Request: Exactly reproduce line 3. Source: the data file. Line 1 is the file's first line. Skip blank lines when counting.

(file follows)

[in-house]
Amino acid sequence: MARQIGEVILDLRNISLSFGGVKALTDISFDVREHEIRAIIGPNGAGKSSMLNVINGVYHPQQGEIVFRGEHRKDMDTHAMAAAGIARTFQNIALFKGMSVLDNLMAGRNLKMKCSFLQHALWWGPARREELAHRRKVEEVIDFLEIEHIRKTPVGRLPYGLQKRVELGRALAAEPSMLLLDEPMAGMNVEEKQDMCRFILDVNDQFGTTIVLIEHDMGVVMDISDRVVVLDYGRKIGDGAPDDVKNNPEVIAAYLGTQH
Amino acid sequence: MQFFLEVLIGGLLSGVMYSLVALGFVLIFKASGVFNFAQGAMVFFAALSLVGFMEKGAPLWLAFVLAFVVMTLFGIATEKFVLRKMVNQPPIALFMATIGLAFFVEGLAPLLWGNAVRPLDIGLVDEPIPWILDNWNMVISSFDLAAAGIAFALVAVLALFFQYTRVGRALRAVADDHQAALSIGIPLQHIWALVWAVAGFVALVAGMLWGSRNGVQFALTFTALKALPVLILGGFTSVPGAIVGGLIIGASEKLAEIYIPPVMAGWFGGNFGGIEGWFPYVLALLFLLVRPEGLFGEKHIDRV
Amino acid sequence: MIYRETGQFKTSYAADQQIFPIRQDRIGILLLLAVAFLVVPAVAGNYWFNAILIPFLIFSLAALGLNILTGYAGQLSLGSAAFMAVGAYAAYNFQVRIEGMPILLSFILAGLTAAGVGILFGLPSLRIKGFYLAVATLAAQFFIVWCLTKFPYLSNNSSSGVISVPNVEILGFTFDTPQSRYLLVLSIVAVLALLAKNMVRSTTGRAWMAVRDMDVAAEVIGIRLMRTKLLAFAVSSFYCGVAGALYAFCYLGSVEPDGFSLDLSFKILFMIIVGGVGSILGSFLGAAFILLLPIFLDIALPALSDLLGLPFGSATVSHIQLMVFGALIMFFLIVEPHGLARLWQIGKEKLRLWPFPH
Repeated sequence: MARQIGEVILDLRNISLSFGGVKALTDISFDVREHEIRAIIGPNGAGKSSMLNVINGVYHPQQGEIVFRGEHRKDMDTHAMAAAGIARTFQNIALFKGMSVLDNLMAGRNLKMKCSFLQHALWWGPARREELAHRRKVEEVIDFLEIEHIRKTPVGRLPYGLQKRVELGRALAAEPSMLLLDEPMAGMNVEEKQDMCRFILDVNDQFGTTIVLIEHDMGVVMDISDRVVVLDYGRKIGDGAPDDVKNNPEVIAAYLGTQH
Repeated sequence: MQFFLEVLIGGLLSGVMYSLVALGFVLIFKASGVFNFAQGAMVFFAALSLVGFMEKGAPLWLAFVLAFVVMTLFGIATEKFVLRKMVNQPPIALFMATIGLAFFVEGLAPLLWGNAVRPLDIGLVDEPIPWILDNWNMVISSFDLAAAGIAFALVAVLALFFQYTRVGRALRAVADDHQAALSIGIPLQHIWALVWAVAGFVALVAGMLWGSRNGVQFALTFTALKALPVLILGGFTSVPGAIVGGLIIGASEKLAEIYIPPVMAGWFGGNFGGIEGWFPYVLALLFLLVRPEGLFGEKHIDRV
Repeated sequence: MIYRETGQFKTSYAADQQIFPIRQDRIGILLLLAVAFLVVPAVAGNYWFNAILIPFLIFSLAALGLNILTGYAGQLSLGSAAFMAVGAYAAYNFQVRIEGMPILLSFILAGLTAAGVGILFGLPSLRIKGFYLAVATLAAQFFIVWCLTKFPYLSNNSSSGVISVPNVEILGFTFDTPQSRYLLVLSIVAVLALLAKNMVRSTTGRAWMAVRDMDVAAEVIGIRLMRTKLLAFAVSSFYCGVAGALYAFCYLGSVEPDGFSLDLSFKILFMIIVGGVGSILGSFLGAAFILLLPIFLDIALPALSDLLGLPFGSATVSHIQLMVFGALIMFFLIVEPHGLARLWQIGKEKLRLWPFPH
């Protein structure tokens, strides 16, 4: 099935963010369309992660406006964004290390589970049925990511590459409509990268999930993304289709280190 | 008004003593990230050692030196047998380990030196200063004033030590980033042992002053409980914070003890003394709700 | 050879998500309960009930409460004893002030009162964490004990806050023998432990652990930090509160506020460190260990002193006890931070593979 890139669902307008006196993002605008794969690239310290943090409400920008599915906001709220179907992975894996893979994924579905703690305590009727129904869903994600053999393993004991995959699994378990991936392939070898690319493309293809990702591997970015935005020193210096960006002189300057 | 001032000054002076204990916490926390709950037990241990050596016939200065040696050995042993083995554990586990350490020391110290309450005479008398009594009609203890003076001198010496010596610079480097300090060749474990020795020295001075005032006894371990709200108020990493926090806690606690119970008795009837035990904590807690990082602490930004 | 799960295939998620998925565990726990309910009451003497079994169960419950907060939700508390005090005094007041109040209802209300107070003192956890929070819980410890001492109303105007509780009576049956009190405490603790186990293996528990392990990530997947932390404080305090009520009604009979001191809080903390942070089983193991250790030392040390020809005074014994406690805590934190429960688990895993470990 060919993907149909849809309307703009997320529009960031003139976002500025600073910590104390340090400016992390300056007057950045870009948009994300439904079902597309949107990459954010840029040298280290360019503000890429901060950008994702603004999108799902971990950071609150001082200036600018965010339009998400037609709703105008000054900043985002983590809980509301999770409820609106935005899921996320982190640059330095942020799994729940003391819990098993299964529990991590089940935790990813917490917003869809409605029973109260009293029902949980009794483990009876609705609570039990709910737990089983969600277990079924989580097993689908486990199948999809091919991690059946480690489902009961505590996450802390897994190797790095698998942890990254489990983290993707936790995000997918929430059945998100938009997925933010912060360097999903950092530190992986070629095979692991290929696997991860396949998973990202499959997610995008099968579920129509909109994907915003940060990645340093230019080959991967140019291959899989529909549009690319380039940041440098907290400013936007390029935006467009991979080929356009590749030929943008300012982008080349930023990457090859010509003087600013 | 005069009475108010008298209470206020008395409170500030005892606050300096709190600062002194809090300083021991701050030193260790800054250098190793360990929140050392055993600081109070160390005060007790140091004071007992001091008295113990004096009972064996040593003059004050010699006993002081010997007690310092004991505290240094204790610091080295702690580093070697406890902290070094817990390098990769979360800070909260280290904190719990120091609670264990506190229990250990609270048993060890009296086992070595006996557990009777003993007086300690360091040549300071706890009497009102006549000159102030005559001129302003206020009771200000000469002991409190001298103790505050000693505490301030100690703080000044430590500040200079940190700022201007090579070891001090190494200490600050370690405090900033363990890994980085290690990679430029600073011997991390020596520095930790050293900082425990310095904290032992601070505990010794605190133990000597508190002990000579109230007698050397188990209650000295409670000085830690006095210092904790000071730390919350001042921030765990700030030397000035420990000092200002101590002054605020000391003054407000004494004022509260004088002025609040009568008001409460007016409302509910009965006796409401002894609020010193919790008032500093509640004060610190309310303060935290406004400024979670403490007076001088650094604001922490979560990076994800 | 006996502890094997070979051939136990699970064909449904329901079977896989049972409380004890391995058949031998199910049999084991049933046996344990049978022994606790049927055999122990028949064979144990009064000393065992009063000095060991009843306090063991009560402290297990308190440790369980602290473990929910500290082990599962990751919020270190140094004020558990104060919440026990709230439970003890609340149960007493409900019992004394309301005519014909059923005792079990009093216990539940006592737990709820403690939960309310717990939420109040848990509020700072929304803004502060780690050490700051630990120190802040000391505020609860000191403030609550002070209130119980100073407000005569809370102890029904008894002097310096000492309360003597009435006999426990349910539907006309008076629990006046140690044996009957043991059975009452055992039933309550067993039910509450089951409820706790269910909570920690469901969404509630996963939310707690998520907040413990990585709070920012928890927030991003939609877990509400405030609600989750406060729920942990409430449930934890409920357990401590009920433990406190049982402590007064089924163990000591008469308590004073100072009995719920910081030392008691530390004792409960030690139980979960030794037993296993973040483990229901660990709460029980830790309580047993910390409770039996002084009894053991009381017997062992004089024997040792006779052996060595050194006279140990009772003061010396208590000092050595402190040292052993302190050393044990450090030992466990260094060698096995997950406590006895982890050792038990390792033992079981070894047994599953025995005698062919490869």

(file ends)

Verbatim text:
Amino acid sequence: MQFFLEVLIGGLLSGVMYSLVALGFVLIFKASGVFNFAQGAMVFFAALSLVGFMEKGAPLWLAFVLAFVVMTLFGIATEKFVLRKMVNQPPIALFMATIGLAFFVEGLAPLLWGNAVRPLDIGLVDEPIPWILDNWNMVISSFDLAAAGIAFALVAVLALFFQYTRVGRALRAVADDHQAALSIGIPLQHIWALVWAVAGFVALVAGMLWGSRNGVQFALTFTALKALPVLILGGFTSVPGAIVGGLIIGASEKLAEIYIPPVMAGWFGGNFGGIEGWFPYVLALLFLLVRPEGLFGEKHIDRV